One Year Later

Happy Hipaversary to me! Can you believe it is the one-year anniversary of my hip-replacement surgery? On this day last year, I was being wheeled into the operating room to be surgerically operated on with tools resembling those purchased at Lowes—and perhaps they were. I was so worried that when I would be knocked unconscious, I would never awaken again. My fears were similar to many going under the knife, and clearly, since I am writing these thoughts, I am a survivor.

While my four-inch scar is still a reminder of that day, I am happy to report that it is fading more and more each day. The pain is little to occasionally minimal, and I no longer fear going on long walks. Sometimes I am even told I am walking too fast. I can now squat, kneel, and get up from the floor with little effort beyond a slight push from the floor, so I feel that the operation was a success.

When going through security at the airports or in buildings with metal detectors, no one knows my secret because my bionic parts raise no alarms.

I often wonder why this happened to me. Having an aunt and a first cousin who beat me to the knife raises the possibility that my arthritic hip is a result of imperfect genes, or could it have been caused by my late-life decision to join a traveling tennis team? I will probably never know, but my children should be warned of the prospect that such a procedure could one day happen to them.

The one thing I avoided doing, but am now seriously entertaining the idea of doing, is to finally watch the YouTube video of the operation. The big question is: should I do it before or after I eat?

 

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Cleaning Out the Excess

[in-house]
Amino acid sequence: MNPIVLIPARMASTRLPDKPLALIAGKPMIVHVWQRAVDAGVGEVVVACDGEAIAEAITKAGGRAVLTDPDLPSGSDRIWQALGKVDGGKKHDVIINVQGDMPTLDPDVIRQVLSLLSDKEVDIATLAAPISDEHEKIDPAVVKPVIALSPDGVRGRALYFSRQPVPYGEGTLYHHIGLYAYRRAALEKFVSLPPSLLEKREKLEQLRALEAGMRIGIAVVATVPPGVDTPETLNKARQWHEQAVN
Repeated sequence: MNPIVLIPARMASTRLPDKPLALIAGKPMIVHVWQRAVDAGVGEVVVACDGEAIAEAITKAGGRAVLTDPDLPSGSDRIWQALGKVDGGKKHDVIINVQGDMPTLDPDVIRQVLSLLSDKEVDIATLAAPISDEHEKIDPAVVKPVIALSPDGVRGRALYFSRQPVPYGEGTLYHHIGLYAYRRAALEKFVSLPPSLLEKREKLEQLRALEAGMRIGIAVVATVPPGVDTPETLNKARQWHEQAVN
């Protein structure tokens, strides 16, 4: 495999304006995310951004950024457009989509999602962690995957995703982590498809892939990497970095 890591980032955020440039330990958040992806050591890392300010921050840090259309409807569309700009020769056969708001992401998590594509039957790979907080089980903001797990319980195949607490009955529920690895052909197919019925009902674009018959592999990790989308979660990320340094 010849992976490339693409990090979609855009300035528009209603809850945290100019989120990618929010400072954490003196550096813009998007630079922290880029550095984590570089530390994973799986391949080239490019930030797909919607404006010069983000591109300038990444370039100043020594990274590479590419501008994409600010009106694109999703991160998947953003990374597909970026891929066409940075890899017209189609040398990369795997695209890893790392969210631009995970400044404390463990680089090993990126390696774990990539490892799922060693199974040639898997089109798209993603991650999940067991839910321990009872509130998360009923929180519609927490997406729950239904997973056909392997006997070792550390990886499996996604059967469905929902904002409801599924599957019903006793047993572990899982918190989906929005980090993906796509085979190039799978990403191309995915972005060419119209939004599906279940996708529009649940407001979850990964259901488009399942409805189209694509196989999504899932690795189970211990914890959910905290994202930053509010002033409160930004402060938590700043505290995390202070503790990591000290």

We are a family of collectors. When we would go on vacations or Dad would travel on business, shopping for key chains, postcards, and magnets were always at the top of the list. Dad’s office is filled with his collections: golf tees, golf balls from memorable courses he has played at, and baseball caps. Grandma has her wall of Irish sayings and I have my assortment of mugs, teapots, and Christmas ornaments.

As my eyes gaze up at my mugs sitting atop my kitchen cabinets, I realize how long ago that particular collection began. Two mugs in particular date the collection, because they are each from the two colleges I attended. Forty-three years is the magic number.

Next to my Rutgers University mug is a Boonton USA mug with a picture of the old Boonton railroad station, which had been made into a small shopping station back in the Seventies. Our trips to Hawaii, Bermuda, California, and Bryce Canyon are memorialized in my collection, reminding me of our carefree travel days before we became parents.

The Bermuda trip was a cruise back in the days when guests were permitted aboard the ship to celebrate with its passengers prior to setting sale. Since 9-11, those loose days of security are long gone.

When we cruised the Hawaiian Islands, we were so exhausted after the long back-to-back flights to San Francisco and then onward to Honolulu that we slept through the farewell party. The Bryce Canyon and California vacations were one of several trips we took piggybacked on top of one of Dad’s business trips.

Several of the mugs were gifts: The Cat on Skates and the Ed Asner mugs were from Grandma Rita, the Texas mug was from Aunt Linda, a mug from France was from my friend Karen when she lived in Italy, and a blue and white mug with a windmill is from our honeymoon.

Perhaps I should begin shedding these mugs from my life. Like the teapot which Grandma gave me years ago so I could enjoy them now and think of her each time I look at it, maybe all of my loved ones should choose one now for that very same reason.

I will mention that there are a few mystery mugs—interesting to look at, but with no clues about why or where I purchased them. I am thinking garage sale or the recycling bin. So long, farewell!

Ed Asner Mug